Partridge in a Pear Tree

Well, not a a partridge, and not a pear tree. Peering out at the photographer: our not-as-stealth-as-they-think-they-are juvenile hens roosting in their new favorite tree: a sapote.  They’re not laying eggs yet, but have finally taken to launching into the trees at night to guard against predator attacks. Baby chicks don’t roost, so we know we’re halfway to eggs when a young hen starts to fly at night.

True story: back in the day when I was married and living in the suburbs of San Clemente and commuting to the family farm…I raised our chickens against city ordinance law right there in San Clemente and then brought them; squawking and clucking to the farm when I (inevitably) was issued a San Clemente “chicken ticket.” The kids couldn’t bare to leave the cute babies at the farm all week, only seeing them on the weekends, and I truly have always enjoyed raising baby chicks. Even today, so many years later, I  get such a kick out of watching their antics. Often a quick feeding turns into a chicken sojourn as I sit under a tree of their enclosure and watch them enjoy life.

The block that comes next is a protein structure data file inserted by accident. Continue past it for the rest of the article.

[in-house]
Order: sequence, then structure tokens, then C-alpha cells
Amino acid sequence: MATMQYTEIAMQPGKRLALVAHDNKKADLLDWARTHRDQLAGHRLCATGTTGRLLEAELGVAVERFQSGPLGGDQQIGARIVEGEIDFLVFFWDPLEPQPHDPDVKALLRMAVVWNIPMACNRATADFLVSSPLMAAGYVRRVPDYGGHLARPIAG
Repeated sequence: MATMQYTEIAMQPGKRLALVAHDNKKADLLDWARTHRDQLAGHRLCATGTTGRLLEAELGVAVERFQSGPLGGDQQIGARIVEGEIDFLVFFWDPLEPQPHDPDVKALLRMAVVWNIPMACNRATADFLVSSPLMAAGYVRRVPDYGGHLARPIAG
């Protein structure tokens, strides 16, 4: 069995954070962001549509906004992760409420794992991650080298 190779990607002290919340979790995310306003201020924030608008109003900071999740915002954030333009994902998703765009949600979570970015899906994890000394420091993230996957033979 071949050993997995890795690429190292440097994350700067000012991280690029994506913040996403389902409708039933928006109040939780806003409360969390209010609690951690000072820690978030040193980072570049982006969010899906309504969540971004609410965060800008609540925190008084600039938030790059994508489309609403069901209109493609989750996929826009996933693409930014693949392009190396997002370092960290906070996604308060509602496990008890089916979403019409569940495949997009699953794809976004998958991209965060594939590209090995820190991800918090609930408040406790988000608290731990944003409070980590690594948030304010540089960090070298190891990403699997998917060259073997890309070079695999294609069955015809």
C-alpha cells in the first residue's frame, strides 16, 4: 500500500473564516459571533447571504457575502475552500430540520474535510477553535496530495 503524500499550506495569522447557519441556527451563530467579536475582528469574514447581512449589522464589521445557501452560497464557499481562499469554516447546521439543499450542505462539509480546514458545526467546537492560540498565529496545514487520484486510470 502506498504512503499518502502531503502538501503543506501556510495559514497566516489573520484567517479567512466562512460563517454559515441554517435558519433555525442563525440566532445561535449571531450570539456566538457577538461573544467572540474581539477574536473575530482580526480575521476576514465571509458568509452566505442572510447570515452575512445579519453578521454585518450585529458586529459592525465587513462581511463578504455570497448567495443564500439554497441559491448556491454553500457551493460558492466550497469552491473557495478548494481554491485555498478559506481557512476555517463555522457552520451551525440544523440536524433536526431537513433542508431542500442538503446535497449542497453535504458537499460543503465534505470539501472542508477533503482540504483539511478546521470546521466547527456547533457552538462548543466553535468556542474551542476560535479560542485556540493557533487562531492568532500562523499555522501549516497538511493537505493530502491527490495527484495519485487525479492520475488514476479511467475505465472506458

So, I’d pick up just hatched babies at the SC post office, and raise them in one of way too many bathrooms in that house that always felt more like a hotel  than a home. No, I did not fit in, demographically, as chickens and toddlers romped in my enclosed front yard, during the day, and then we’d go through the drill, of herding the babies into a crate that I’d put in a bathroom at night. As they got a little larger, the crate wouldn’t do, and so I chose an enclosed shower to keep them in at night. In the early days, I had no idea how chickens developed, and so went through quite a panic when one morning I discovered two dozen half grown chickens missing from the shower floor. (the call to my then-husband to admit that two dozen pooping chickens had gone missing in his house did nothing to ameliorate the growing distance between us;)  As it turned out, had I just looked UP, I’d have discovered the chickens peering down wondering what all the fuss was about. They had all discovered THAT very day, that they could fly, enmasse, and were roosting on the top of the shower’s expansive glass shower enclosure.

Despite the four acres our home was situated on, someone offended by our outlier activities  eventually complained each and every time I raised a new flock over the years, and the City of San Clemente would dutifully send out an “enforcer” to come pay a visit with yet another chicken ticket that my ex would use as demonstrable proof I was nuts. And so,
the new flock would be moved to the farm.

Still got chickens. Still may be nuts.

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